Nigeria should be able to provide for all its citizens, even when there is conflict. But the country shifted its attention away from agriculture as a revenue producer when oil provided steady revenue.

While agriculture remains the major occupation in the country, it is based on local production for family use, with small surpluses traded.

The country is “the world’s biggest importer of rice,” the article says. This is disgraceful. Nigeria has plenty of suitable land for growing rice. It could supply its own people and others as well!

And not getting aid to those in critical need is even more disgraceful.

More Media on White Privilege Essay Contest

I just received an email from our TEAM Westport chair Harold Bailey. He said, “I will be interviewed on the Essay Contest by Michael Smerconish on CNN sometime between 9 and 10 am tomorrow (Saturday),” if there is no other breaking news.

I will try to time my visit to the nail salon so I can watch. Or I’ll record it! Will you watch?

Memorial for Husband of TEAM Colleague

Saturday afternoon is the jazz memorial service for Bill Buckley. He was the husband of my friend Judy. She is my colleague in several ways. She invited me to join Baker’s Dozen Book Group and Sister Grannies, both groups I love. We’re both part of TEAM Westport.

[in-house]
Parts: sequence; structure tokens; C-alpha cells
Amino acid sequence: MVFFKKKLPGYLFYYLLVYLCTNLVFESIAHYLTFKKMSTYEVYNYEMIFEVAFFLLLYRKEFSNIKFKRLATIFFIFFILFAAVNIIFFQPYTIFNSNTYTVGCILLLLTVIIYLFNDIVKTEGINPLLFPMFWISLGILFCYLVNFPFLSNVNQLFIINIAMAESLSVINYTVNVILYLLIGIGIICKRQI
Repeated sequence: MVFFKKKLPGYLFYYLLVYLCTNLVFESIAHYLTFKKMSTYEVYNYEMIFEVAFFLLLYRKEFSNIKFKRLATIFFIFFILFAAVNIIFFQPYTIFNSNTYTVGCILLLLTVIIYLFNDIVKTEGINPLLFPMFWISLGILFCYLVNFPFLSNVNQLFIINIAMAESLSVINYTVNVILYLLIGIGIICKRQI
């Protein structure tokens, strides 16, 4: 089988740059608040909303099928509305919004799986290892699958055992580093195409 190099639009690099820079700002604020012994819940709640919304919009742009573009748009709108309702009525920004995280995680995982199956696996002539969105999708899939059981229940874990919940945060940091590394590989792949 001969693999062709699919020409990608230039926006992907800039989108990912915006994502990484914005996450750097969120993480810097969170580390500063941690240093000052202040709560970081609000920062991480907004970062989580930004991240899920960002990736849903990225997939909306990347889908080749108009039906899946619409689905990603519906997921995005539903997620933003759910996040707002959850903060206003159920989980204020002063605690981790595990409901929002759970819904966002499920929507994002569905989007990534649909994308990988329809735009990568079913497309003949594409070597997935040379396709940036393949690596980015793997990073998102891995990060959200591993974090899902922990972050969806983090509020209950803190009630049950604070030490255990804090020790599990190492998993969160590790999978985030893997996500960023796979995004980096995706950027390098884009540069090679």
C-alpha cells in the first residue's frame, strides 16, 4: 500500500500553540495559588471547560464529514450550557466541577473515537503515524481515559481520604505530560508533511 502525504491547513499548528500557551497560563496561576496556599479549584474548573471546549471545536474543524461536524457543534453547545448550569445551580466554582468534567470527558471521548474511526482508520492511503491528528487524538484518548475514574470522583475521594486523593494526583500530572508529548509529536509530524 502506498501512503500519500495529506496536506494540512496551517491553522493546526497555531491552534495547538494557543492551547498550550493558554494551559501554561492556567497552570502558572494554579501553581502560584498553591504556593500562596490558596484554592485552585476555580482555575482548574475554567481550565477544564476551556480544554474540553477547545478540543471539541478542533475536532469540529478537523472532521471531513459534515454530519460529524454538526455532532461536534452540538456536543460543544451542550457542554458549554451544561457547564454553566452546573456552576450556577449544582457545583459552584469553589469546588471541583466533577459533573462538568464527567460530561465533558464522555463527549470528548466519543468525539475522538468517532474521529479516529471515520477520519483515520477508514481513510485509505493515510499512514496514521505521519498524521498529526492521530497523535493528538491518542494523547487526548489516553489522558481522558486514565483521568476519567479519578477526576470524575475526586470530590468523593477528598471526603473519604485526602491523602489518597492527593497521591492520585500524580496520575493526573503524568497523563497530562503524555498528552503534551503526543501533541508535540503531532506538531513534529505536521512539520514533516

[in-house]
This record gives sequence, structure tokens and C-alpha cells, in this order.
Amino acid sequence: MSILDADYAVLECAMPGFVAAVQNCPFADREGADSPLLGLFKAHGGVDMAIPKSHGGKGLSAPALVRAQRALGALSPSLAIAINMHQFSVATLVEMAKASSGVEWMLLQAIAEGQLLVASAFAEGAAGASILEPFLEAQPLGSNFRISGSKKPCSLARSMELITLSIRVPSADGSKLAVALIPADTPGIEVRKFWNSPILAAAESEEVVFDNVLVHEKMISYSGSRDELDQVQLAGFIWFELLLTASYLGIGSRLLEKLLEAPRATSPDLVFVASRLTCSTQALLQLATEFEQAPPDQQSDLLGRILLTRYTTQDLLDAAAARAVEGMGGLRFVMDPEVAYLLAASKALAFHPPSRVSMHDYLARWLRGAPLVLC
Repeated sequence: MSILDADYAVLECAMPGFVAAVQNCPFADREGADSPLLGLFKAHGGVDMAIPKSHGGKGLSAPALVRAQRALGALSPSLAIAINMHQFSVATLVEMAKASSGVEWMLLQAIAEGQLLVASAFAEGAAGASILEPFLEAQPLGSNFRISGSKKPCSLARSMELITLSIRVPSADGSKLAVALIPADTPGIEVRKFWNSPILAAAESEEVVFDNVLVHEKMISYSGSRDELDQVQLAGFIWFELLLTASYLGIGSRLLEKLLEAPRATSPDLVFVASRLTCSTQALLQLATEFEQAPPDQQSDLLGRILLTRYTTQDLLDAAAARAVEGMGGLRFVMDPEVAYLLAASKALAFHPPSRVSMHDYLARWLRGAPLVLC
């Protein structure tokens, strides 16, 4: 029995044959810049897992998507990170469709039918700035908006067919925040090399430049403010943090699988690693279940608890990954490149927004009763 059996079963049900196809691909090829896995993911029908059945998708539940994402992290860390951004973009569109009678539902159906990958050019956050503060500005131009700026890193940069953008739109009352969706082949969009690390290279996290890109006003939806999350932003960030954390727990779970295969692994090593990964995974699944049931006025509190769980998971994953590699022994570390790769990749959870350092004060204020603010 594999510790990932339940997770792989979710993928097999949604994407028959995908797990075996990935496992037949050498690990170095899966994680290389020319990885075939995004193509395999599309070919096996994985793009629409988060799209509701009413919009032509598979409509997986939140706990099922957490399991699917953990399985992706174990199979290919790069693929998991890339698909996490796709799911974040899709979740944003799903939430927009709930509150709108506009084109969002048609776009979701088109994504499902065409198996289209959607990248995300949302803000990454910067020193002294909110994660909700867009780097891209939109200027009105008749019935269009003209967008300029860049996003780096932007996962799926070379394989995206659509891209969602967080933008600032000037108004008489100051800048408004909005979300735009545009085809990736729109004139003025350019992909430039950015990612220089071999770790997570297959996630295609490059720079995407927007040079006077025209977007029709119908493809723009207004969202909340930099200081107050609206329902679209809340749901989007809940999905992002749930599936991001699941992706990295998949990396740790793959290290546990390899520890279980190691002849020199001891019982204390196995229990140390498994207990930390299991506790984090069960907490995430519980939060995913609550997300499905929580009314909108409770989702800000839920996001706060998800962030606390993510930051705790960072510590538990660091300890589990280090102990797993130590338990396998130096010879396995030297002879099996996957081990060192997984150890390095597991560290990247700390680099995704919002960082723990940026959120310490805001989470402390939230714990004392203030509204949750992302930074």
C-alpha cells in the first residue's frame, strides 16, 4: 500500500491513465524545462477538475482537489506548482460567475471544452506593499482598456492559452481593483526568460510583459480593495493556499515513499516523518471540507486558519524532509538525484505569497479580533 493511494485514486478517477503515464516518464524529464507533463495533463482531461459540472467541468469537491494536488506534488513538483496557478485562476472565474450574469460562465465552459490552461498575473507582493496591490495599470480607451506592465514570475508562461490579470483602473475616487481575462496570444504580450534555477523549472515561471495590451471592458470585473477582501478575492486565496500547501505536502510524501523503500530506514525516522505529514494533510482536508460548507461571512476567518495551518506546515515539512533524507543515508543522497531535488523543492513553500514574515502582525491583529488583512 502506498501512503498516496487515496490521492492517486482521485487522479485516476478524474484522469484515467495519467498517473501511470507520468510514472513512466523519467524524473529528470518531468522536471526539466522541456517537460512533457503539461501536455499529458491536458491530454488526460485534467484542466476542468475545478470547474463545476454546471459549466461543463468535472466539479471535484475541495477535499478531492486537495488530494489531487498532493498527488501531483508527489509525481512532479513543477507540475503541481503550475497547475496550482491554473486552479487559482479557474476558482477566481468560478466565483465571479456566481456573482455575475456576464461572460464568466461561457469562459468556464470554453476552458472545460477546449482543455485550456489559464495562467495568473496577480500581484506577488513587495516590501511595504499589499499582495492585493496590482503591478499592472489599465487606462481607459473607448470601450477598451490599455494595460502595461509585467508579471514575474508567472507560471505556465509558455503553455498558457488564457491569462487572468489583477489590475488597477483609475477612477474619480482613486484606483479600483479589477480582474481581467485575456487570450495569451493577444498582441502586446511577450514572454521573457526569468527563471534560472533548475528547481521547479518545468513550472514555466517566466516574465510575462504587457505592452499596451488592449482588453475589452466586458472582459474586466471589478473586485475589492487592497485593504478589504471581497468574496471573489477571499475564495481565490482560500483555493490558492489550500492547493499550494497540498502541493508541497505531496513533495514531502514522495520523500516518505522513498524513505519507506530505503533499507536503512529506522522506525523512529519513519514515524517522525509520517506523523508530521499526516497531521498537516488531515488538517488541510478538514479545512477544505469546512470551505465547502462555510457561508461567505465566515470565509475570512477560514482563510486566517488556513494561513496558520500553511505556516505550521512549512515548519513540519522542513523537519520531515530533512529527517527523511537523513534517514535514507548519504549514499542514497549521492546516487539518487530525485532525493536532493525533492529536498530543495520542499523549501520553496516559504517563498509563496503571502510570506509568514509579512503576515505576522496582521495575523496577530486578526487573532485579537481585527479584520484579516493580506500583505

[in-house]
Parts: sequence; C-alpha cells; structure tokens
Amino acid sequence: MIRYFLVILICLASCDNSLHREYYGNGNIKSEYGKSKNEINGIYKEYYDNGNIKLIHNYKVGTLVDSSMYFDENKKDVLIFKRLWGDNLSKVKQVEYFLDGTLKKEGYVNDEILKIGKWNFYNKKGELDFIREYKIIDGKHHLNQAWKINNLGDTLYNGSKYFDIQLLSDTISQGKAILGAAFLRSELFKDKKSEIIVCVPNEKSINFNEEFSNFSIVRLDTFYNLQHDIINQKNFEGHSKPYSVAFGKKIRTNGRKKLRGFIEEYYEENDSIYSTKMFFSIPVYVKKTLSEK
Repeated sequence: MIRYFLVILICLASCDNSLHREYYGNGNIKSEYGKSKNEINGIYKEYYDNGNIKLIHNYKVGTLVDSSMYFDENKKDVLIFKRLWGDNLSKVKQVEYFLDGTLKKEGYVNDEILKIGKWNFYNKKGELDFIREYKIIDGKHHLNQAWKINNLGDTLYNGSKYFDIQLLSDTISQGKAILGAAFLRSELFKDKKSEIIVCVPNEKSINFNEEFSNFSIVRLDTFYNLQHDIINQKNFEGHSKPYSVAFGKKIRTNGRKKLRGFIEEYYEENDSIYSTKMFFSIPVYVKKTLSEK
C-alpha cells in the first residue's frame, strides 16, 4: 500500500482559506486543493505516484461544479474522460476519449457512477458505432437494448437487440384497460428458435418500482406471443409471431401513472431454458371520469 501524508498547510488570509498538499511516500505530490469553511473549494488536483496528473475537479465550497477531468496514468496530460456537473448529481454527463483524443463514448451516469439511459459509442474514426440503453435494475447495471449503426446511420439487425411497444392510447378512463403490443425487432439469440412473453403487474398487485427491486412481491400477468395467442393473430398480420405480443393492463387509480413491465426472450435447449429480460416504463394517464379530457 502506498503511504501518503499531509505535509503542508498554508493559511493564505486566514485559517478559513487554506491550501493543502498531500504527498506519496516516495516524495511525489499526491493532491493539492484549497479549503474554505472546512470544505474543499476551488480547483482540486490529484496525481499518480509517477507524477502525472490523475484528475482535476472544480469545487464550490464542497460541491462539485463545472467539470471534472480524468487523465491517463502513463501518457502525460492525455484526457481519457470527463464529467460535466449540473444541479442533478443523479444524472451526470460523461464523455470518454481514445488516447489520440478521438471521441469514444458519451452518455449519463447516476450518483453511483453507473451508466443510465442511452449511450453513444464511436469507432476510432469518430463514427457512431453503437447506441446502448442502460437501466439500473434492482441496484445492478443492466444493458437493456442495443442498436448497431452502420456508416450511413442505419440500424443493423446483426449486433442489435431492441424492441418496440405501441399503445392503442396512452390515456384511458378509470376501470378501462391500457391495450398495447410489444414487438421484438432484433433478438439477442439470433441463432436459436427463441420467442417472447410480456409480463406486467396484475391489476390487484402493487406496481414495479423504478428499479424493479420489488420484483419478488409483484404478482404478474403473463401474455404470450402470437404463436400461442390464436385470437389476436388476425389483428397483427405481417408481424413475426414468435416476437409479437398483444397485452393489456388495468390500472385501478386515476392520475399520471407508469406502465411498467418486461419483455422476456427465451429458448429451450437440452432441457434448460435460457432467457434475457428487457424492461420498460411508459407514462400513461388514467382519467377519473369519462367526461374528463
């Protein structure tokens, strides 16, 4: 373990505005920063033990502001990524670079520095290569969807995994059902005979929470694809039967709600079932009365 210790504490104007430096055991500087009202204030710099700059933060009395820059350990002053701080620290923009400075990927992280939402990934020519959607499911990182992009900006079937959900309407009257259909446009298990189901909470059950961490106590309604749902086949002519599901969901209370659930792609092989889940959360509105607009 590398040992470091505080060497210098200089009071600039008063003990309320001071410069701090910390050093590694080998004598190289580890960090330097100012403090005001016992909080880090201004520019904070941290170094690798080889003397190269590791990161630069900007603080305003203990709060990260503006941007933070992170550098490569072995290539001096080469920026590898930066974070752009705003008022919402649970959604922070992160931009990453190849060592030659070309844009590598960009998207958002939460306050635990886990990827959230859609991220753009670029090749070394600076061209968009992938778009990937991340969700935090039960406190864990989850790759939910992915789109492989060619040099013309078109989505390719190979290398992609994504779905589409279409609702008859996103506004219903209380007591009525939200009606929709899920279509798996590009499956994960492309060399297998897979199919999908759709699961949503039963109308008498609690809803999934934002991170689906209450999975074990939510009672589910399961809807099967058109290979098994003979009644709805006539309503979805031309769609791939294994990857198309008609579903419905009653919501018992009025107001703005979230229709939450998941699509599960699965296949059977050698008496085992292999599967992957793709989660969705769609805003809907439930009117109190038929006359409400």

Bill loved jazz. I think Judy was already a jazz aficionado when they married, but he certainly deepened her appreciation.

I asked her if I could help by encouraging people to sign the guest book. She accepted, so I’ll go early to stay near the door.

The books in Jen's giveaway

The books in Jen’s giveaway

Valentine’s Day Book Giveaway

My wonderful public relations consultant Aline is amazing at promoting books by clients like me! I’m excited to have my memoir featured in a Valentine’s Day Giveaway by a Westport blogger, Jen. She writes about three books by Connecticut authors.

She says, “To win one of these books as a special Valentine’s Day gift, like this post, write the titles you want to win in the comments, and share it on Facebook or Twitter. A winner for each book will be chosen at random on February 14th! Tell me if you enter, and especially if you win!

February 6, 2017
by Catherine Onyemelukwe
2 Comments

More on White Privilege

White Privilege: The Conversation Continues 

Last week I wrote about TEAM Westport’s essay contest on white privilege.

Interest has continued to grow. In fact, TEAM’s “student essay contest about ‘white privilege’ has created an uproar,” according to The New York Times! At the Friday meeting of “Celebrate Westport,” our Second Selectman (Deputy Mayor) Avi Kaner said, “The town has received hundreds of emails, phone calls, and letters opposing the contest.”